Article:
Lester Kroeger and neighbor Jerry Stencel are Minnesota pioneers in identity-preserved (IP) crop production. They've been at it nearly 25 years.

The Waseca area growers helped form the Minnesota Waxy Corn Growers in 1978 as farmer owners. Their company later morphed into SunRich, located at Hope, MN, to reflect the fact they were then raising and processing IP soybeans for export to Japan to make tofu.

Today, they contract for any IP crop for which there is a demand, though it's mainly corn and soybeans, says LaVerne Klecker, grain manager for SunRich.

A big hunk of the production is certified organic corn and soybeans, which they contract from 15 states. They also handle non-genetically modified grain; clear-hilum soybeans, mostly for tofu production; and green soybeans for food and soymilk. They also market food ingredients.

“I'm totally devoted to our company, and I just love the way they've operated,” says Kroeger. “We get basis-fixed contracts, and you can get them 12-18 months before we plant the crop.”

Of course there is extra work in producing identity-preserved crops, but the incentive is a price premium that hopefully makes it well worthwhile. How good can those premiums be?

“It can vary so much, but that is kind of the excitement of it,” notes Stencel. “There were years when we got a $1/bu premium for waxy corn, and then there were years when we just broke even with the regular dent corn. But we hung in there, and I think it has turned out really well for us.”

As original farmer owners, Kroeger and Stencel knew there would be challenges — and there were. “We've had a few tough years along the way like every business has,” Kroeger says, “and we've all just had to dig our heels in and come up with some money, or whatever, to keep it going.”

Adds Stencel: “This venture has had good leaders, which is the key. In the end, it has definitely been worth it.”

To help handle the very sizable capital investment involved, SunRich merged with Stake Technology, a Canadian firm, in 1997, and became a stock company traded on NASDAQ. The original investment of the farmer owners was converted to stock, but many contract growers today are not stockholders.

“I see this approach of a farmer-started venture as a good way to gain extra value,” notes Jurgen Peters, University of Minnesota extension educator at Waseca. “These farmers who are owners can profit both from their farm production and profit from earnings of the company. They are in it from both ends.

“I see this as a beautiful way to develop a market for yourself, and it may serve as a model for farmers around the country to look at other possibilities,” Peters adds. “But it takes farmer and community leadership to light the fire.”

Klecker makes the bottom-line point of whether such ventures succeed or not. “We always look at it this way. It's got to work for the grower, for SunRich and the buyer of your products. As soon as it doesn't work for one of them, it's not going to end up working for anybody. It's got to be a win-win-win deal.”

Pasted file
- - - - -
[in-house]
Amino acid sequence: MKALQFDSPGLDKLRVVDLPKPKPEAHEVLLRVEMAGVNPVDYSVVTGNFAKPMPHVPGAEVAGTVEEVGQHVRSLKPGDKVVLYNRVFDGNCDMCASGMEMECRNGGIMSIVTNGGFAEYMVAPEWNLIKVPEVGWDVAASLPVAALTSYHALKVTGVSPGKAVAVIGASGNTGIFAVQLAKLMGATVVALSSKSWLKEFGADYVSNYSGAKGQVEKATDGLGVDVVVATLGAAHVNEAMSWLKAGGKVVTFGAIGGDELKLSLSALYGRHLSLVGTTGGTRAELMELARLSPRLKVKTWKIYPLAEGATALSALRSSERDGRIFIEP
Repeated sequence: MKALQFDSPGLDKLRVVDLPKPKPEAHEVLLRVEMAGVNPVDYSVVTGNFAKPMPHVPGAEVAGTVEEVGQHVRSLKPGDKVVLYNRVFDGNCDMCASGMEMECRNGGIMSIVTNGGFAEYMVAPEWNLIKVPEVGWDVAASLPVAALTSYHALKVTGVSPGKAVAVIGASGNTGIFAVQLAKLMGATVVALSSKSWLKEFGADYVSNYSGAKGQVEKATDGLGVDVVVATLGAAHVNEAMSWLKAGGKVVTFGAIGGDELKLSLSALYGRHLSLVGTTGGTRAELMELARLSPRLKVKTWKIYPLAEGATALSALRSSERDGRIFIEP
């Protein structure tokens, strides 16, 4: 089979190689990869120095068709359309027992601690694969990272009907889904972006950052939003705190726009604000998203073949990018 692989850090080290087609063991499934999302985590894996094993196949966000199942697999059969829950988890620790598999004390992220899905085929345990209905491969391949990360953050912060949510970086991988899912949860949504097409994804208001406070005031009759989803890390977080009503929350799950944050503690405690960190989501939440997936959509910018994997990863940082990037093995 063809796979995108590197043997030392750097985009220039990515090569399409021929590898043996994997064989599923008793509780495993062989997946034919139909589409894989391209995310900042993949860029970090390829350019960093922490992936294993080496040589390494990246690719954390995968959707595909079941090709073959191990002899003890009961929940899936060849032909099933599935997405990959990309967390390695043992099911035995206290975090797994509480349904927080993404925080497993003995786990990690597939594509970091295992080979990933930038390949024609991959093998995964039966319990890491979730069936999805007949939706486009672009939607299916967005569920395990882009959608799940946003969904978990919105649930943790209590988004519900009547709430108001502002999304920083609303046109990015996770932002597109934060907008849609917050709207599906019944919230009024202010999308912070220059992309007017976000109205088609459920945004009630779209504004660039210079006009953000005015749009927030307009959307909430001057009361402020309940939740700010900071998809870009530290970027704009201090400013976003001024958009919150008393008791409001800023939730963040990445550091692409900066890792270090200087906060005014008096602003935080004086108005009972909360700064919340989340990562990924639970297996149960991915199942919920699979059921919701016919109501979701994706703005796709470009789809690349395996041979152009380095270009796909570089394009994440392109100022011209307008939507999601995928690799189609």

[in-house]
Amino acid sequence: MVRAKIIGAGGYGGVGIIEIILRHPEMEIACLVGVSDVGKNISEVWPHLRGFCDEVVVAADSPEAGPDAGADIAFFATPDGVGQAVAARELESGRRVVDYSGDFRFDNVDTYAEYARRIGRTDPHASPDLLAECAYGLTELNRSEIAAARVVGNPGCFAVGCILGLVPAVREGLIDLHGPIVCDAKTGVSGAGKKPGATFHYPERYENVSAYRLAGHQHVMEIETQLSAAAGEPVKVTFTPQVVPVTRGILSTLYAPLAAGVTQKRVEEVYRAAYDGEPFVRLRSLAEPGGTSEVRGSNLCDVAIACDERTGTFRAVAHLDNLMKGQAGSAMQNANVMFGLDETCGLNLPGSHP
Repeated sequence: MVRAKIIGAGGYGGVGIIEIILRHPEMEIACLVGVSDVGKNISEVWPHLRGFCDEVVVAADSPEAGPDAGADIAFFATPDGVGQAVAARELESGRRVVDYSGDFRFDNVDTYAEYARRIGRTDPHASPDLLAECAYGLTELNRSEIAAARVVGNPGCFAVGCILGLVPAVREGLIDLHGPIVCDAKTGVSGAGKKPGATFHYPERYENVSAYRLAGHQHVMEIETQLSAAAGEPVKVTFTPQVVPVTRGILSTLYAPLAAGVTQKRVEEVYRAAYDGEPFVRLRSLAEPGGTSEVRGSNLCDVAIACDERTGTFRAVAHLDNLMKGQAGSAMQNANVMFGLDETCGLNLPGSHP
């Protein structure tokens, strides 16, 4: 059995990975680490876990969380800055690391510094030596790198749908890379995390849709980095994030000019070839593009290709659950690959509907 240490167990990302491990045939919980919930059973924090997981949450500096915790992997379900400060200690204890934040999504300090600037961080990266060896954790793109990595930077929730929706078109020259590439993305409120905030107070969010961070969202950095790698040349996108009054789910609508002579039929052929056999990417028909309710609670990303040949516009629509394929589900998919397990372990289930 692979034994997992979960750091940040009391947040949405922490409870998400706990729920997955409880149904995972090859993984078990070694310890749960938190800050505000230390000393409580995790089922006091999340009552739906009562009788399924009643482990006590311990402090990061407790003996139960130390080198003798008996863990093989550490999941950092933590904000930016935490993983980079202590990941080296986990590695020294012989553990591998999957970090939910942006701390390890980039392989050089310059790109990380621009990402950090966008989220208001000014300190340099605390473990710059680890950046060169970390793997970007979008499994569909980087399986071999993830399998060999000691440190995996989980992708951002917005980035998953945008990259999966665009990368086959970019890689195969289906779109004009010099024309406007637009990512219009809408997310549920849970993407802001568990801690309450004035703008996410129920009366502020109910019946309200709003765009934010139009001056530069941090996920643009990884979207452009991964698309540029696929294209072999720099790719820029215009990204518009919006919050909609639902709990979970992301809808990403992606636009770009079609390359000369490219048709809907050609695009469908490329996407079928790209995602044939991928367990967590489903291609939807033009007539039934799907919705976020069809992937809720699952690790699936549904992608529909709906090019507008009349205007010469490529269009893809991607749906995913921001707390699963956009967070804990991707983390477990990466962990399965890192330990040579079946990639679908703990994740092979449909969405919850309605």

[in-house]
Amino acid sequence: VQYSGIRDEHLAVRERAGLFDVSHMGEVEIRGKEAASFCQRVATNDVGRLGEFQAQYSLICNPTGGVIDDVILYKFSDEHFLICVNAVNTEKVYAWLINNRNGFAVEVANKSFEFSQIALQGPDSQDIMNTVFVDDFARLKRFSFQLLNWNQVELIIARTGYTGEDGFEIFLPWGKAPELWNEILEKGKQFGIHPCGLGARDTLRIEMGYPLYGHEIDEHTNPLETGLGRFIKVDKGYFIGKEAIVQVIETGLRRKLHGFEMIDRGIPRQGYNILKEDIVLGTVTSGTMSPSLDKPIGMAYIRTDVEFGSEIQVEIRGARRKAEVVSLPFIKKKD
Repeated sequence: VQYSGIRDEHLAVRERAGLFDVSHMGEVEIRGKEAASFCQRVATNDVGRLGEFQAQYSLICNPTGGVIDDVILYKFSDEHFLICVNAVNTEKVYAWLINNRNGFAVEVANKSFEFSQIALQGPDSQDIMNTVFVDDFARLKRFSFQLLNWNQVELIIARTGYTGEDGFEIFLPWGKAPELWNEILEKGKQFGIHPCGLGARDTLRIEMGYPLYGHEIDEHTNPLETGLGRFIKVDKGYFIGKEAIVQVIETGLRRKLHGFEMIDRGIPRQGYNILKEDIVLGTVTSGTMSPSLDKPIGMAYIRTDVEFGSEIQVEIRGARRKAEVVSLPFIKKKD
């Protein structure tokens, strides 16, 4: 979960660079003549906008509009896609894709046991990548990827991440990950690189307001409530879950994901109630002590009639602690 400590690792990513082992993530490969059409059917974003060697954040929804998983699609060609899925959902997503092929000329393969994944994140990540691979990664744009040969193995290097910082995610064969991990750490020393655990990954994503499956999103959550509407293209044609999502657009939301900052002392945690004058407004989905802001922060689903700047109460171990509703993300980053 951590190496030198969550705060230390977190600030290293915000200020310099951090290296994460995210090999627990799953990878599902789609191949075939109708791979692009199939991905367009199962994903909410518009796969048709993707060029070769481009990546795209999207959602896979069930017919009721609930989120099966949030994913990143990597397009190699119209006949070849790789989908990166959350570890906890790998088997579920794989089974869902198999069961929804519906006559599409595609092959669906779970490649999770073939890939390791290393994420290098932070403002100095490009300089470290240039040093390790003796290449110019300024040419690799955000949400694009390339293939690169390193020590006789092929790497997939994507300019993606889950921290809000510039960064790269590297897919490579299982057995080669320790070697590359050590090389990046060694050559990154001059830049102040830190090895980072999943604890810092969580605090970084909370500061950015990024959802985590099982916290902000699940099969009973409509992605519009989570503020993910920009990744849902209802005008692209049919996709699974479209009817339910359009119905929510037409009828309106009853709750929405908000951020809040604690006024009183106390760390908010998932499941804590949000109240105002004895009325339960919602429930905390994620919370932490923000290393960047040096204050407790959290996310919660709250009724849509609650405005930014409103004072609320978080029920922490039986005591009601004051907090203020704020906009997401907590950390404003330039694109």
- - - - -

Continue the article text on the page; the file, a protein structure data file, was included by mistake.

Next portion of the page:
What about the hoops a grower has to jump through to stay in compliance with IP rules?

“The hoops really aren't that difficult to jump through,” says Kroeger. “It's something you grow into.”

Stencel echoes that sentiment. “It's just another form of farming, and once you've been at it for a while, it comes easy. But you have to pay attention and work at it. If you get anything mixed up, you've lost your opportunity for a premium.”

Preserving Grain Identity

Bill Wilcke, University of Minnesota extension ag engineer, sees IP crop production as a current niche market, but one that will definitely grow with a lot of small niches.

With that comes the challenge of avoiding co-mingling and keeping everything identity preserved from planting through sale.

“Preserving the identity of grain with special characteristics is likely to become increasingly important for producers and other grain handlers,” he notes.

Here's Wilcke's checklist of pointers:

  • Develop a customer-service attitude. It could be critical for customer satisfaction, and premium prices could be at stake. Auditing and testing may be part of the deal, but honesty and trust are also important.

  • Know what's in your contract. The devil can be in the details.

  • Check to make sure the company is bonded and solid, so you're assured of getting your money.

  • Develop an IP plan. Make a list of all steps involved in producing a crop from seed to final delivery, trying to anticipate all points where contamination could occur. Record the plan, and document actions to implement it.

  • Consider growing and storing IP crops in separate locations. Or, consider storing IP crops in bins not tied into the grain handling system you use for other crops.

  • Keep detailed records. Use names or numbers to identify each field, grain bin and grain-hauling vehicle and consider placing signs or labels on each field, bin or vehicle.

  • Clean equipment between crops. This includes planters, combines, trucks, dump pits, grain conveyors, dryers and storage bins.

  • Keep an eye on custom operators. Watch them to make sure they clean their equipment, too, so your grain isn't contaminated.

  • Keep samples. Consider taking samples of your seed, harvested crop, delivered crop, attaching meaningful labels and keeping samples until you are sure the final buyer is satisfied the crop meets identity and quality standards.